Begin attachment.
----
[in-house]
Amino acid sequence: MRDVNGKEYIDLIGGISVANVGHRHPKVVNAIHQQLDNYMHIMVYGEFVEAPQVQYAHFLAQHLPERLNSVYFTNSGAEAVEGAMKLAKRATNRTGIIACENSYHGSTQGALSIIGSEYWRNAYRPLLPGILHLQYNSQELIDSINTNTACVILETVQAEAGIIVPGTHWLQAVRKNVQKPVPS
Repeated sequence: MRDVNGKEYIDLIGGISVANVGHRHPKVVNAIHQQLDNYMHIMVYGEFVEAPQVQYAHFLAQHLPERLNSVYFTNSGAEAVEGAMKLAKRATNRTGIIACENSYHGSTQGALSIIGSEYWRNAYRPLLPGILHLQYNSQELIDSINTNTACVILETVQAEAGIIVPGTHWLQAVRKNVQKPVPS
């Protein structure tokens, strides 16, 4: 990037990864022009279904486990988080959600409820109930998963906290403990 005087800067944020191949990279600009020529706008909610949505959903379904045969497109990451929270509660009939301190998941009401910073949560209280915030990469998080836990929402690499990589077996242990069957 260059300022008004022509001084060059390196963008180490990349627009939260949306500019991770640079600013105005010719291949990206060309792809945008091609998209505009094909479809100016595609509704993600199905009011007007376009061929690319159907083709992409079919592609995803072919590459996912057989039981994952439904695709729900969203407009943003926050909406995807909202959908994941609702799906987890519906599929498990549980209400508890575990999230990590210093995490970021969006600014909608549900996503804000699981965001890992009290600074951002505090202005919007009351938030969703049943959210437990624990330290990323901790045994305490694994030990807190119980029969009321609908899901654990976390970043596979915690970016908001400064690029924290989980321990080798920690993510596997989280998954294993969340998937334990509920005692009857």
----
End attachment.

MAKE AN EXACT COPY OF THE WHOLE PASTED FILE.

[in-house]
Amino acid sequence: MRDVNGKEYIDLIGGISVANVGHRHPKVVNAIHQQLDNYMHIMVYGEFVEAPQVQYAHFLAQHLPERLNSVYFTNSGAEAVEGAMKLAKRATNRTGIIACENSYHGSTQGALSIIGSEYWRNAYRPLLPGILHLQYNSQELIDSINTNTACVILETVQAEAGIIVPGTHWLQAVRKNVQKPVPS
Repeated sequence: MRDVNGKEYIDLIGGISVANVGHRHPKVVNAIHQQLDNYMHIMVYGEFVEAPQVQYAHFLAQHLPERLNSVYFTNSGAEAVEGAMKLAKRATNRTGIIACENSYHGSTQGALSIIGSEYWRNAYRPLLPGILHLQYNSQELIDSINTNTACVILETVQAEAGIIVPGTHWLQAVRKNVQKPVPS
């Protein structure tokens, strides 16, 4: 990037990864022009279904486990988080959600409820109930998963906290403990 005087800067944020191949990279600009020529706008909610949505959903379904045969497109990451929270509660009939301190998941009401910073949560209280915030990469998080836990929402690499990589077996242990069957 260059300022008004022509001084060059390196963008180490990349627009939260949306500019991770640079600013105005010719291949990206060309792809945008091609998209505009094909479809100016595609509704993600199905009011007007376009061929690319159907083709992409079919592609995803072919590459996912057989039981994952439904695709729900969203407009943003926050909406995807909202959908994941609702799906987890519906599929498990549980209400508890575990999230990590210093995490970021969006600014909608549900996503804000699981965001890992009290600074951002505090202005919007009351938030969703049943959210437990624990330290990323901790045994305490694994030990807190119980029969009321609908899901654990976390970043596979915690970016908001400064690029924290989980321990080798920690993510596997989280998954294993969340998937334990509920005692009857």